On the Invisibility of Technology in Art
The difficulty we have seeing the art in technology can in part be explained by understanding the art we appreciate, where technology is invisible.
Kevin Kelly who coined the term The Technium, defined it as “the network of different technologies and the co-dependency that each of those technologies have on each other that forms a virtual organism, a super organism”. Today we are more aware of the Technium because for the first time in history our technologies communicate with each other and we are aware that this melding and interdependence is both visible (your car sat nav) and invisible (cloud computing). It is also the first time that technologies are becoming so complex as to be almost unintelligible to the average, non-specialist citizen.
This lack of understanding of the technological principles and their hidden interconnections are what makes appreciating art based around new technology so difficult to do.
The lack of intrinsic knowledge stands as a barrier to fully understanding the work and seeing its aesthetic and conceptual worth. Ironically, much of the most interesting work from artists like Julian Oliver and Critical Engineering uses art to communicate the potential dangers of the powerful, hidden infrastructure behind much of the new technologies for the non-technical public. Ironic because without specialist contextual knowledge of what the art is actually doing at a technical level, much of the conceptual edge in the art is blunted.
This doesn’t make the art bad art. It isn’t. Critical Engineering are pioneers, but it may be 50 years before there is a large enough audience of technically-aware people to make their art messaging mainstream.
Historically people have always used technology to tell stories. Artists developed practical technologies like fresco or oil painting and combined them with abstract technologies like linear perspective to more powerfully tell human truth. The difference is that the paintbrush, the mixed pigment / medium, and the mathematics behind perspective are all invisible in the final work. Each of these technologies were refined to the point that they became invisible and all that remained was the vision of the artist for the viewer to see.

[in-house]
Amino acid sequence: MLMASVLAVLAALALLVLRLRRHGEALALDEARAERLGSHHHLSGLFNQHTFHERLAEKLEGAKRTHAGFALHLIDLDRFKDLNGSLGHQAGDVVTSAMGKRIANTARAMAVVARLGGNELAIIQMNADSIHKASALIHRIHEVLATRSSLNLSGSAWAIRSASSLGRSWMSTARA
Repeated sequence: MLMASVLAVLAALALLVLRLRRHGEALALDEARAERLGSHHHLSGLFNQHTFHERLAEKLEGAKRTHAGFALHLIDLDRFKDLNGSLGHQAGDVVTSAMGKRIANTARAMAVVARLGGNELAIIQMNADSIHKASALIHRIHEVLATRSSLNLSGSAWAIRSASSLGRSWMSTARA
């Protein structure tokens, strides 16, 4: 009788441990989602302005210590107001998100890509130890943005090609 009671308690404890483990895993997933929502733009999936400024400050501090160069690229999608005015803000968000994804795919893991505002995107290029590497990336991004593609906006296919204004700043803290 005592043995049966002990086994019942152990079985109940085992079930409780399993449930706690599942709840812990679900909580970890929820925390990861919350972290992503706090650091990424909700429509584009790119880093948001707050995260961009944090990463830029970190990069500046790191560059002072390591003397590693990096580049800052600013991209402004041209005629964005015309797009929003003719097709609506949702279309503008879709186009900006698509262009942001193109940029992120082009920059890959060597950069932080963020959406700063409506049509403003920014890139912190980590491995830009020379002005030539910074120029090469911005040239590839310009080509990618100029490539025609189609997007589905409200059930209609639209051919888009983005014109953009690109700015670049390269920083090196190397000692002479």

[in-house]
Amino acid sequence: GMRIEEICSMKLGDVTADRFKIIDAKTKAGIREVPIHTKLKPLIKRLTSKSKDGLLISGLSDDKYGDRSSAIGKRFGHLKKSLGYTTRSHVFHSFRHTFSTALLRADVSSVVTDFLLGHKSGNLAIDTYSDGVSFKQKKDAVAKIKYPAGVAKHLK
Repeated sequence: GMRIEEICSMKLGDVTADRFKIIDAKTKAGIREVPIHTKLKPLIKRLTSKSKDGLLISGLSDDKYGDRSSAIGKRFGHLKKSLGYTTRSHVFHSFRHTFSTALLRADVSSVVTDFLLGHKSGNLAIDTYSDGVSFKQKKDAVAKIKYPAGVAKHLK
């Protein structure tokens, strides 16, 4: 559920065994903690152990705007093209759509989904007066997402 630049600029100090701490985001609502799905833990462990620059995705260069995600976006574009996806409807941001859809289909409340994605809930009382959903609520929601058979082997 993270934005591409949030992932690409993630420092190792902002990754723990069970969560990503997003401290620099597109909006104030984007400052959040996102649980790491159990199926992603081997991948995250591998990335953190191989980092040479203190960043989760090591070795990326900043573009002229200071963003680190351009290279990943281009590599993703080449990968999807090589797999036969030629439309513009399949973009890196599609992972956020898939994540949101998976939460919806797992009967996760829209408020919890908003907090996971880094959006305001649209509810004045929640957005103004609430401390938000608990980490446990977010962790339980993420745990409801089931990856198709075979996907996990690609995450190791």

Bruno Latour, the French philosopher and sociologist wrote:
“When a machine runs efficiently, when a matter of fact is settled, one need focus only on its inputs and outputs and not on its internal complexity. Thus paradoxically, the more science and technology succeed, the more opaque and obscure they become.”
Latour is describing the ‘blackbox’ – when a technology just works and becomes invisible. The iPod for example – all that matters is what goes in (pop music recorded in a studio in LA) and what comes out (the exact same music through a pair of earphones).
Caravaggio (1571-1610) realised that he could use the technology of his day – oil paint, mirrors and optics to better make a statement about his belief that religious art should reflect the reality, rather than ethereality of the events of the bible. Mastering this technology he was better able to show the bare feet, dirty fingernails, shoddy housing and peasant clothing that the Roman church audiences of the early 17th century would see every day, and so generate the enormous impact his paintings had.
Technology and expertise in service of a simple, outcome-driven idea.
Much of the difficulty non-specialist viewers have with technology in art is today is that the technology is often both the object and the subject. If the technology itself is visible – if artists open the black box for the viewer then they must expect an audience to require context for fuller appreciation.
Most tech-lite art today attempts to tell uncontroversial truths in controversial ways (including using technology), because the novelty of artistic expression is more highly valued. Artists whose message is technology-related may do well to invert this process – ie. if you want to tell a controversial truth it may be better understood when told conventionally.
Marshall Mcluhan said that each new mass media consumes the last as content. The book consumed the spoken word, the film consumed the book, TV consumed all the previous media etc.
Art, however may work the other way round. The story of each new media is best told with the former.
Orchid – Julian Oliver
Madonna di Loreto – Don Shewey
Josh Kline, Freedom – copyright the artist, courtesy of the New Museum; photo by Benoit Pailley.